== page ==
Virtualisation has been around in Microsoft's clients since 2008. With Windows 8 covering tracks fast and approaching its stable 2012 release date, developers have embedded this feature by default. Unfortunately, because Windows 8 is currently in a pre-beta version (for developers to preview), the tweak is automatically turned off. So, today, we are going to show you how to enable or rather say install the Hyper-V Virtualisation feature on a regular computer, running on pure Windows 8 developer preview elixir.
For those not familiar with the Hyper-V, it is a concept that allows a regular user to create a virtual machine, running and feeding on the same resources of the main PC. It is widely used amongst hard-core servers, where units capable of literally handling tons of data are divided into less capable machines. Some of the best sources that stand as an example are hosting companies and advanced users, which cannot sleep until they have seen Unix, Mac and Windows interfaces in the same day.
As you may remember, we've used 3rd party applications that do the same job to install Win 8 on a virtual machine. There is a wide array of apps that can handle this task pretty smooth but, for those that wanting to use the built-in program of Windows 8, this is the place.
First of all, the Hyper-V client is by default turned off. Although it exists in both 32-bit and 64-bit clients, it only works for the 64-bit version at the moment. Microsoft will surely fix this but, until it does, you will just have to wait. To enable it, this is what you should do:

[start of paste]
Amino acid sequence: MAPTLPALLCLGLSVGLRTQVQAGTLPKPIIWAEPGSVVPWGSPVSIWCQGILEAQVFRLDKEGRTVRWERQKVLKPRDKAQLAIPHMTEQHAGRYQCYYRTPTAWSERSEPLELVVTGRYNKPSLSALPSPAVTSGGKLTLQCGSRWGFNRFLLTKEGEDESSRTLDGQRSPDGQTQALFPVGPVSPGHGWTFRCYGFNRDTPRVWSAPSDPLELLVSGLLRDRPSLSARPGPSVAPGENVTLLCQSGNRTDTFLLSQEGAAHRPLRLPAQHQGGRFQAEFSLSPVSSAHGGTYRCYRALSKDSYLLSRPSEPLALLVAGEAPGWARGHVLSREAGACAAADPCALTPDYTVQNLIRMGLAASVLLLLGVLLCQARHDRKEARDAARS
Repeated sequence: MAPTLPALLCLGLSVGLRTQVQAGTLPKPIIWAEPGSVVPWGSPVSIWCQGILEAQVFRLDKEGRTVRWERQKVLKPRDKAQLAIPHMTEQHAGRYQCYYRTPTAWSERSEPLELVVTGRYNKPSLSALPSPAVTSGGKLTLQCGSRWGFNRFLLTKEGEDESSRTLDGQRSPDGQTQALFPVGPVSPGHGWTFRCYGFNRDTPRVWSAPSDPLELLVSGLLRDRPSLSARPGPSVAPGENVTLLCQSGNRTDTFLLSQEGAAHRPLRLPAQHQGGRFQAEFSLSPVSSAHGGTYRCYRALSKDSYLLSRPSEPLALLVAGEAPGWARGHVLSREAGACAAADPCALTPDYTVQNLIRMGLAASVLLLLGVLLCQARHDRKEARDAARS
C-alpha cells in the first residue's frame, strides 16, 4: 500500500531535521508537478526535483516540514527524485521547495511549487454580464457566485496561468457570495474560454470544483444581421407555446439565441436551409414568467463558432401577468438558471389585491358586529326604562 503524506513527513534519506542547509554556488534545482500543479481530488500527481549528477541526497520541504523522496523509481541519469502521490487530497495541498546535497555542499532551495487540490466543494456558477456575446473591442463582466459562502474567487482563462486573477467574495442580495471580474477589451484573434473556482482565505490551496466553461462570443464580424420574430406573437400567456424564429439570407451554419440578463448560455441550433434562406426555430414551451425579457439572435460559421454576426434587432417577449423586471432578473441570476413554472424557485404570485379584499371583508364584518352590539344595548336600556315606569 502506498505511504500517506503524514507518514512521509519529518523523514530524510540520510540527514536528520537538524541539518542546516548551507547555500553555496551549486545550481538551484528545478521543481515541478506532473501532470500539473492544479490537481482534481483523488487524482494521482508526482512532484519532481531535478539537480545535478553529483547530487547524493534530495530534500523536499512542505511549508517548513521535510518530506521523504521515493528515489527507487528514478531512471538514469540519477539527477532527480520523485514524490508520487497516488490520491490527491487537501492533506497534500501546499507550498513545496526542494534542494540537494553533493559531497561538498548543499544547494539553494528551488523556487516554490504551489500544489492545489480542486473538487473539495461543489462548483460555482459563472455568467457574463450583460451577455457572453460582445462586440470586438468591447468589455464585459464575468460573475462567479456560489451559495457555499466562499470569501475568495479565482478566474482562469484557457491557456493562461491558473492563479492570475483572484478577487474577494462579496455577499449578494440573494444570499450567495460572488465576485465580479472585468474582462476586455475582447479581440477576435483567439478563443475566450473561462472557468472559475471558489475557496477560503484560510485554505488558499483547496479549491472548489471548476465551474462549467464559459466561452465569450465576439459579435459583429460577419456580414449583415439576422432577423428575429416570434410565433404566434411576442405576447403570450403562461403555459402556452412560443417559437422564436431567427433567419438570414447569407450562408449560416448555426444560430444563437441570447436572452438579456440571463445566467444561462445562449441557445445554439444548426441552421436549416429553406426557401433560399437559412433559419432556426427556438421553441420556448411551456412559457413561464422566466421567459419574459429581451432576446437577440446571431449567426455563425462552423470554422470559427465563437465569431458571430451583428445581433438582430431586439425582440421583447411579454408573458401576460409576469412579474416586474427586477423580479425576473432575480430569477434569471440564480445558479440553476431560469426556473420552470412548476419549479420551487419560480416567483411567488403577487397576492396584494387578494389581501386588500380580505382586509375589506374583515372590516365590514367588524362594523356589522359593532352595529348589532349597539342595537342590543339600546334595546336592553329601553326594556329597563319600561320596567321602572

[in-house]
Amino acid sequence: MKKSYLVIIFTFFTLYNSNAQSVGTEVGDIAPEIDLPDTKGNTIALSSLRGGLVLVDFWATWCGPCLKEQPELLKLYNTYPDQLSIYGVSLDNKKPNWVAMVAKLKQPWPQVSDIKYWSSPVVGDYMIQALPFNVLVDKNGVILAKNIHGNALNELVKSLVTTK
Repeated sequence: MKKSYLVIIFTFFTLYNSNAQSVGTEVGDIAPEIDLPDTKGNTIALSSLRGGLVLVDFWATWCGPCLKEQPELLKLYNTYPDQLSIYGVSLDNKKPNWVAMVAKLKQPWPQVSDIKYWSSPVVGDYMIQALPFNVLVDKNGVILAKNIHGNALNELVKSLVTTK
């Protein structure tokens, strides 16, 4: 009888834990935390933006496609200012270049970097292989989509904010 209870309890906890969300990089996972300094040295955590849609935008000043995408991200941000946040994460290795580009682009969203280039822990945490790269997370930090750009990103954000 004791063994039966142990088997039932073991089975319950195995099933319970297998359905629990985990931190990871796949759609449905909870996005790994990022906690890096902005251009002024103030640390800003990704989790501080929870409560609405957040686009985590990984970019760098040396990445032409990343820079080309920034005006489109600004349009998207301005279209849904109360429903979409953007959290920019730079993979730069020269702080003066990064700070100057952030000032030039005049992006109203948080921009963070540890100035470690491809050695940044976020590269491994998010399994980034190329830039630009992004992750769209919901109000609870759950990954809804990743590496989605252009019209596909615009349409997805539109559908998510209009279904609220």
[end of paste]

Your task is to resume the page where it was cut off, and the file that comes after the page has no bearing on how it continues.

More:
1.Simultaneously press the Windows + R buttons from the keyboard, to open the Run menu.
2.In the Run window, simply type "appwiz.cpl" and press the Enter key. This will make the Programs and Features window open.
3.In the right sidebar there should be text link saying "Turn Windows features on or off". Click it and the Windows Features window will appear.
4.Scroll to the top of the list and tick the checkbox from the right of "Hyper-V". You will have to wait for a couple of seconds until the system adds the new feature.
5.Now, return to the classic Metro UI by clicking on the Start button from the taskbar (or by hitting the Windows key).
6.A window like below will appear and that's it.
The Virtualisation option runs pretty good and Microsoft has provided a basic, easy to use interface that will help you create a virtual machine. Just follow the prompts and you will reach the destination shortly. As a piece of advice, you may encounter some bugs along the way. Remember that this option is still in testing and if you want something solid until the final Windows 8 version appears, go for a standalone application.